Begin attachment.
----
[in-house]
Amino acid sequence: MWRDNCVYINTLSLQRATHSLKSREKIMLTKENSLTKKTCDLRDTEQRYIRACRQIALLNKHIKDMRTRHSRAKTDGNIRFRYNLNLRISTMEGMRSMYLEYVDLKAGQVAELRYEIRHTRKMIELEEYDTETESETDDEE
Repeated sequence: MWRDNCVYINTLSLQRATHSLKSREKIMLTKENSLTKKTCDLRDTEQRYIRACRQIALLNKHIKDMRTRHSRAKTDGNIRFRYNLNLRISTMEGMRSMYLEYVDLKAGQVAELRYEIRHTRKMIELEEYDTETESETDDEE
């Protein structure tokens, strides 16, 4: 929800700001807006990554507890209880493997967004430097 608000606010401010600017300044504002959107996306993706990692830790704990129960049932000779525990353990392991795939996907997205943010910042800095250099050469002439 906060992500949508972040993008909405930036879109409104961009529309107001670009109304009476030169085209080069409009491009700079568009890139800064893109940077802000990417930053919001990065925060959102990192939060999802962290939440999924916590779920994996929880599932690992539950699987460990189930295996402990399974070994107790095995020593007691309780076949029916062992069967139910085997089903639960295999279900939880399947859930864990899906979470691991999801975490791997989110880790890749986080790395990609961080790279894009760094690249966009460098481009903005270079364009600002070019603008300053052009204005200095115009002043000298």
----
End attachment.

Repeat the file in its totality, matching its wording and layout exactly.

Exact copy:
[in-house]
Amino acid sequence: MWRDNCVYINTLSLQRATHSLKSREKIMLTKENSLTKKTCDLRDTEQRYIRACRQIALLNKHIKDMRTRHSRAKTDGNIRFRYNLNLRISTMEGMRSMYLEYVDLKAGQVAELRYEIRHTRKMIELEEYDTETESETDDEE
Repeated sequence: MWRDNCVYINTLSLQRATHSLKSREKIMLTKENSLTKKTCDLRDTEQRYIRACRQIALLNKHIKDMRTRHSRAKTDGNIRFRYNLNLRISTMEGMRSMYLEYVDLKAGQVAELRYEIRHTRKMIELEEYDTETESETDDEE
């Protein structure tokens, strides 16, 4: 929800700001807006990554507890209880493997967004430097 608000606010401010600017300044504002959107996306993706990692830790704990129960049932000779525990353990392991795939996907997205943010910042800095250099050469002439 906060992500949508972040993008909405930036879109409104961009529309107001670009109304009476030169085209080069409009491009700079568009890139800064893109940077802000990417930053919001990065925060959102990192939060999802962290939440999924916590779920994996929880599932690992539950699987460990189930295996402990399974070994107790095995020593007691309780076949029916062992069967139910085997089903639960295999279900939880399947859930864990899906979470691991999801975490791997989110880790890749986080790395990609961080790279894009760094690249966009460098481009903005270079364009600002070019603008300053052009204005200095115009002043000298």